Volume 17, Issue 8 / August 2013

Alexander Sokurov: Early Masterworks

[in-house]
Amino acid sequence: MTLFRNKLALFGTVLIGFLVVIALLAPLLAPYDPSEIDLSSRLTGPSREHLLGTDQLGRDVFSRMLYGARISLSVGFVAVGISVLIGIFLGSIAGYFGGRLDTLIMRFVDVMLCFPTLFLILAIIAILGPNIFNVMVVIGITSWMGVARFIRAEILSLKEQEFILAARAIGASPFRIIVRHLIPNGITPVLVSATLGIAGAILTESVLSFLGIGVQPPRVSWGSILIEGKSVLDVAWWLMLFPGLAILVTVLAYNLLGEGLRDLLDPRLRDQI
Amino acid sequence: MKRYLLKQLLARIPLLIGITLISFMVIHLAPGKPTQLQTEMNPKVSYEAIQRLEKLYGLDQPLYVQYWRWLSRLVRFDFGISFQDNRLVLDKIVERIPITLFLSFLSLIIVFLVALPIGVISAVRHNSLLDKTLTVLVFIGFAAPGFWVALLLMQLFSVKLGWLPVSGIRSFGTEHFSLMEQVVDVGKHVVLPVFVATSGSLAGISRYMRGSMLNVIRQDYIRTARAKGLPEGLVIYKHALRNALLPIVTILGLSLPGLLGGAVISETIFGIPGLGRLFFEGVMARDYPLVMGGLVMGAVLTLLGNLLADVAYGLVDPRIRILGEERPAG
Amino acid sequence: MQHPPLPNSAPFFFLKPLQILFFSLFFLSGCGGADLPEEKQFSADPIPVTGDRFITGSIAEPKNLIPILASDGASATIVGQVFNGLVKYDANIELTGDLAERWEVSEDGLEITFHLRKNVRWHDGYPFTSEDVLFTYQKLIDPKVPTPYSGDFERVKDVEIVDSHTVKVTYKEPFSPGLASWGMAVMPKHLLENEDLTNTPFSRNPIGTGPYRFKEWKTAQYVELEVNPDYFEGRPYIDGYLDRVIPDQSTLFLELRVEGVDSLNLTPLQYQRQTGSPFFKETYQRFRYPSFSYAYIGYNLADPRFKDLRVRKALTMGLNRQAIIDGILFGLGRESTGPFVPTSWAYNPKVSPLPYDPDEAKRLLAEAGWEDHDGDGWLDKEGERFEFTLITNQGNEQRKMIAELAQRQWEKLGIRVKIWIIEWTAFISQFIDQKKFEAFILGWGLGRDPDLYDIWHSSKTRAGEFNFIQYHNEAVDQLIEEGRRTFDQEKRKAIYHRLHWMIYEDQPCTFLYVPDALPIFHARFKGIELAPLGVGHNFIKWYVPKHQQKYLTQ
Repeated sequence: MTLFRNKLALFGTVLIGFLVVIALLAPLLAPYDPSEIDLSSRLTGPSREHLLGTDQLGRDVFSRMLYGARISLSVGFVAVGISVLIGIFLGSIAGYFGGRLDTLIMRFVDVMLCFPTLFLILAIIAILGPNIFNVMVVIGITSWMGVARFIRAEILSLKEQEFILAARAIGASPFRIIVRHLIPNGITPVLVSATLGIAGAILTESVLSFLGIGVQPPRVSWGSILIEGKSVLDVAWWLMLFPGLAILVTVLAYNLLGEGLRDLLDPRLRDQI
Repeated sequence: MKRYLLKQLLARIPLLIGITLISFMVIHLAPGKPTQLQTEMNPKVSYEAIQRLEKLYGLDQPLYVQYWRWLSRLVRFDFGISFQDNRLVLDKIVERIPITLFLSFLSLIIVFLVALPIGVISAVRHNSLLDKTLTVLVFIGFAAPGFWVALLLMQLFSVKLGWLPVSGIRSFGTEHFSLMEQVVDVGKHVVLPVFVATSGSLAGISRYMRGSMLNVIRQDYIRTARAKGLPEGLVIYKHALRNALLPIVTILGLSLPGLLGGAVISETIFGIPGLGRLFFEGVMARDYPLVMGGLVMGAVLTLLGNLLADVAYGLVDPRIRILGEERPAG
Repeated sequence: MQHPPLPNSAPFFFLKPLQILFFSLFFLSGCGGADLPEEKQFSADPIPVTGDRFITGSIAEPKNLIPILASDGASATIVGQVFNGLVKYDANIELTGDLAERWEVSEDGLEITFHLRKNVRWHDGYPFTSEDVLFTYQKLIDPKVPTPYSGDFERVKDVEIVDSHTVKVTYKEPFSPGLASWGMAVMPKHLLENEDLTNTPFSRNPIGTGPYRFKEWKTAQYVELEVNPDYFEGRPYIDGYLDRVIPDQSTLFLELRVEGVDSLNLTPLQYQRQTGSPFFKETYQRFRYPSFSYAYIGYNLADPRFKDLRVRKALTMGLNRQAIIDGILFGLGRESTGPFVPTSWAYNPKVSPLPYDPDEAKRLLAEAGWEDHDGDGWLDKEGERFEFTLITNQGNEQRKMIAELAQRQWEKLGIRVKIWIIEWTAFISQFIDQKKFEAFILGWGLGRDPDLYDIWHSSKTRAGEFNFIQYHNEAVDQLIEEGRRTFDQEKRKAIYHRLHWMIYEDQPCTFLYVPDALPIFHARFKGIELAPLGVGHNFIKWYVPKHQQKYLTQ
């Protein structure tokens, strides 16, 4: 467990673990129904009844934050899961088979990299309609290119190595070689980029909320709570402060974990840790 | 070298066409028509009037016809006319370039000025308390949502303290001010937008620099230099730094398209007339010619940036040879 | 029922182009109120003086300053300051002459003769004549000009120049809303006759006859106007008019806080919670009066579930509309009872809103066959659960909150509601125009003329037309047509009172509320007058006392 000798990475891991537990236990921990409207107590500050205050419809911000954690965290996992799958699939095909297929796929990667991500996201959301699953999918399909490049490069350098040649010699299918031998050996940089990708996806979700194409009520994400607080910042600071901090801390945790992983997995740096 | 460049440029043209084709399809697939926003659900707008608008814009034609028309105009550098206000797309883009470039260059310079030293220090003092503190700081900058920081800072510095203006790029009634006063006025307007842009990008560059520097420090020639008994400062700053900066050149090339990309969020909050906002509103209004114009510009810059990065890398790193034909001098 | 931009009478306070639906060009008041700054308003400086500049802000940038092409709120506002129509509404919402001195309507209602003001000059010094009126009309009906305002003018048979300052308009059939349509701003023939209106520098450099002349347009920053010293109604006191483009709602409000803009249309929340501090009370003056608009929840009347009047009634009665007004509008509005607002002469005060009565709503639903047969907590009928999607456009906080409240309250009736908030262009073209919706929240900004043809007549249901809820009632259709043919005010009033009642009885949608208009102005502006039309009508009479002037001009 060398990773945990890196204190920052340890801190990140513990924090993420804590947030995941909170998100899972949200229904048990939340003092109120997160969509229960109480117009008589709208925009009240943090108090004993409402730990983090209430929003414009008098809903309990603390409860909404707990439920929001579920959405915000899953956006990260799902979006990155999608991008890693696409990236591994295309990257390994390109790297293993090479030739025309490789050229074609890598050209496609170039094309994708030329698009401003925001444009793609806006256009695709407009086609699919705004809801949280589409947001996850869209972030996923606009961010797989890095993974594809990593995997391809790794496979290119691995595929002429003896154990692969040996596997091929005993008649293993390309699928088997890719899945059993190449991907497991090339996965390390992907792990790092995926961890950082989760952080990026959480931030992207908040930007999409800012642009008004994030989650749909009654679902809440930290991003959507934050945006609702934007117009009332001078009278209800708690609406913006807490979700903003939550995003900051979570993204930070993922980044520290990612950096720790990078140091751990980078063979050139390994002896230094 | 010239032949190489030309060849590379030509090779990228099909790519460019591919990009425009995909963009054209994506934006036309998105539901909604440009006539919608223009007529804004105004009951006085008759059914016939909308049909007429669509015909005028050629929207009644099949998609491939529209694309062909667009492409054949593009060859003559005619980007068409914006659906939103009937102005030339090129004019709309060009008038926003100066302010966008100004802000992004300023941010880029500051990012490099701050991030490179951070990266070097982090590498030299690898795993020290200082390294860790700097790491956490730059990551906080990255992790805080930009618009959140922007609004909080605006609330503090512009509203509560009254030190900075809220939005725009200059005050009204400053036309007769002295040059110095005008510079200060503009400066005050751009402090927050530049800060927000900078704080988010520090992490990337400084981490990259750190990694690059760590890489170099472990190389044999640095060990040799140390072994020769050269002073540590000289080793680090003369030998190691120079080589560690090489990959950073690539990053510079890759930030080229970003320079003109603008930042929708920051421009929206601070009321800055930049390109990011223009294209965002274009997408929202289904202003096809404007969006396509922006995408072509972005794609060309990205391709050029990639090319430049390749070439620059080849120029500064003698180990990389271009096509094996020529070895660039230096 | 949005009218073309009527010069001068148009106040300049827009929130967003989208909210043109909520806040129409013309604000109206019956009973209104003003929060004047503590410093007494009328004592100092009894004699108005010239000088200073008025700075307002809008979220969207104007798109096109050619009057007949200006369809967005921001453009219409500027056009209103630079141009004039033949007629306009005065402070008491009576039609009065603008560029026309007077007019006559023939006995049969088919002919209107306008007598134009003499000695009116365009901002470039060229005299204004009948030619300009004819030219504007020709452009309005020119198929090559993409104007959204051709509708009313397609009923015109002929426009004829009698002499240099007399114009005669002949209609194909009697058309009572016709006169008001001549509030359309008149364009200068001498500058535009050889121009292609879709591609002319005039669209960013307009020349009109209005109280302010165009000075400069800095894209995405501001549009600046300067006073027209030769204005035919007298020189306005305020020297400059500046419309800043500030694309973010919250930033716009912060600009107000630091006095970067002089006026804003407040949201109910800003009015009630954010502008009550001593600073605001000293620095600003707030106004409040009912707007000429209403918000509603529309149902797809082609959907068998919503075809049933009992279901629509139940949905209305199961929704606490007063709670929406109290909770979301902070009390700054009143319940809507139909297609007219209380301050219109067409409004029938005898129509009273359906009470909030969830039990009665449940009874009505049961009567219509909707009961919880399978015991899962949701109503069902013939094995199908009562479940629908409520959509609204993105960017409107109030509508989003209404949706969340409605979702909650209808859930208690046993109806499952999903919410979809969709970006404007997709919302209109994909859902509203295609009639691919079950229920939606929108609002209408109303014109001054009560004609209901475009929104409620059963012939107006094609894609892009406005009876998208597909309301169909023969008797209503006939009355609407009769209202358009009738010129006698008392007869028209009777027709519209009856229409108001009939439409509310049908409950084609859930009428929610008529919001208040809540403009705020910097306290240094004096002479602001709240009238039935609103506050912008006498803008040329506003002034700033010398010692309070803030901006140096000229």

In this issue we place a spotlight on Russian cinema, specifically Alexander Sokurov and the much anticipated 2012 Box-Set of his early films released by The Cinema Guild. Alexander Sokurov has been a favorite here at Offscreen for a very long time, and enchanting international filmgoers for decades with some of the most formally challenging (and archly conservative in other respects) cinema of his generation. When Sokurov first broke onto the international scene he was seen as the rightful heir to Andrei Tarkovsky. However, before long he established his own even more idiosyncratic style that routinely mirrors Russian 19th and 20th century art and history. In the two pieces devoted to this extensive box set I give an overview of both the fiction and documentary works included; while in the second piece Nathaniel Carlson concentrates on the films with a direct literary lineage, Save and Protect, Stone and Whispering Pages. The third essay, an appreciation of Russian cinema great Vadim Yusov, ties in to Sokurov through the Tarkovsky connection. Yusov, who passed away at the age of 84 on August 23, 2013, was an important creative partner for Tarkovsky, being his cinematographer from his student diploma film The Steamroller and the Violin, straight on through his first three features, Ivan’s Childhood, Andrei Rublev, and Solaris. The final two pieces in this issue revolve around film festivals. Up first is Philip Gillet’s exemplary festival report on the 19th edition of the Bradford Film Festival. Gillet situates the film festival at an important juncture, not only between the 35mm and digital divide, but as a potential player in the field of distribution and exhibition. Film festivals have been a crucial meeting spot for cinephiles, filmmakers, producers and distributors for many years now; but far too many excellent films are screened and then become lost in the post-festival shuffle. Gillet wonders whether festivals will one day mutate into distributors of films, if only in digital versions. As an added note, Gillet spends considerable space discussing the retrospective of Russian director Aleksey Balabanov’s career; alas, Balabanov’s died at the age of 54 on May 18, 2013, just as Gillet was writing his report. Concluding the issue is Professor Peter Rist’s thoughts on the retrospective on Canadian-born Hollywood director Allan Dwan at the 27th edition of Il Cinema Ritrovato, held in Bologna, Italy (29 June–6 July, 2013). The re-evaluation of Dwan’s work as a pioneering director of early Hollywood made possible by retrospectives such as Il Cinema Ritrovato continues with a recent initiative taken by Brooklyn-based filmmaker Gina Telaroli and film writer and editor David Phelps: a remarkable (and free) e-book entitled Allan Dwan: A Dossier. The e-book, a massive undertaking at 460 pages and in multiple languages (at least the original language version) can be read online or downloaded here. (Donato Totaro, ed.)

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